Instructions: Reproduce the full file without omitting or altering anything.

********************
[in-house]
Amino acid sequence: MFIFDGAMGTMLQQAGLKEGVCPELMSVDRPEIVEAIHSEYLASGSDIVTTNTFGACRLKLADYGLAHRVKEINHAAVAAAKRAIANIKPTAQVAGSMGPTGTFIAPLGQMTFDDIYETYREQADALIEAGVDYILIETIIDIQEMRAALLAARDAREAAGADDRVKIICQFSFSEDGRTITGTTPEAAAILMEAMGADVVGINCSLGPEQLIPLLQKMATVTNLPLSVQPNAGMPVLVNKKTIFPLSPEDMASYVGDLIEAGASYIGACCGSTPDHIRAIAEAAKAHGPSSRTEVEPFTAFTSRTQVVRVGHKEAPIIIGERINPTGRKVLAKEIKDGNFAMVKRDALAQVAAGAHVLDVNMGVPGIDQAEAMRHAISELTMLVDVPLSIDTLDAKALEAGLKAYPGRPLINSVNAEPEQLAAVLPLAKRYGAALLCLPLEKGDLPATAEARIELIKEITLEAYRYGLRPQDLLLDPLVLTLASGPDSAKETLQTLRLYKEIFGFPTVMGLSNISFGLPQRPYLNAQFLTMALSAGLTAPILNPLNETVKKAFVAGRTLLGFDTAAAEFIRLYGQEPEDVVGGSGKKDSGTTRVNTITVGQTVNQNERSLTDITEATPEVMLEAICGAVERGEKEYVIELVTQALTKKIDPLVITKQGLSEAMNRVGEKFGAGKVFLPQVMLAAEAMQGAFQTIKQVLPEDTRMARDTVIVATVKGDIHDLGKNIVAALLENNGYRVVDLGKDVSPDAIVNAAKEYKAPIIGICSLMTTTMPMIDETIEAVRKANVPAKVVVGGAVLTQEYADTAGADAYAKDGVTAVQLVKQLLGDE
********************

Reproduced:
[in-house]
Amino acid sequence: MFIFDGAMGTMLQQAGLKEGVCPELMSVDRPEIVEAIHSEYLASGSDIVTTNTFGACRLKLADYGLAHRVKEINHAAVAAAKRAIANIKPTAQVAGSMGPTGTFIAPLGQMTFDDIYETYREQADALIEAGVDYILIETIIDIQEMRAALLAARDAREAAGADDRVKIICQFSFSEDGRTITGTTPEAAAILMEAMGADVVGINCSLGPEQLIPLLQKMATVTNLPLSVQPNAGMPVLVNKKTIFPLSPEDMASYVGDLIEAGASYIGACCGSTPDHIRAIAEAAKAHGPSSRTEVEPFTAFTSRTQVVRVGHKEAPIIIGERINPTGRKVLAKEIKDGNFAMVKRDALAQVAAGAHVLDVNMGVPGIDQAEAMRHAISELTMLVDVPLSIDTLDAKALEAGLKAYPGRPLINSVNAEPEQLAAVLPLAKRYGAALLCLPLEKGDLPATAEARIELIKEITLEAYRYGLRPQDLLLDPLVLTLASGPDSAKETLQTLRLYKEIFGFPTVMGLSNISFGLPQRPYLNAQFLTMALSAGLTAPILNPLNETVKKAFVAGRTLLGFDTAAAEFIRLYGQEPEDVVGGSGKKDSGTTRVNTITVGQTVNQNERSLTDITEATPEVMLEAICGAVERGEKEYVIELVTQALTKKIDPLVITKQGLSEAMNRVGEKFGAGKVFLPQVMLAAEAMQGAFQTIKQVLPEDTRMARDTVIVATVKGDIHDLGKNIVAALLENNGYRVVDLGKDVSPDAIVNAAKEYKAPIIGICSLMTTTMPMIDETIEAVRKANVPAKVVVGGAVLTQEYADTAGADAYAKDGVTAVQLVKQLLGDE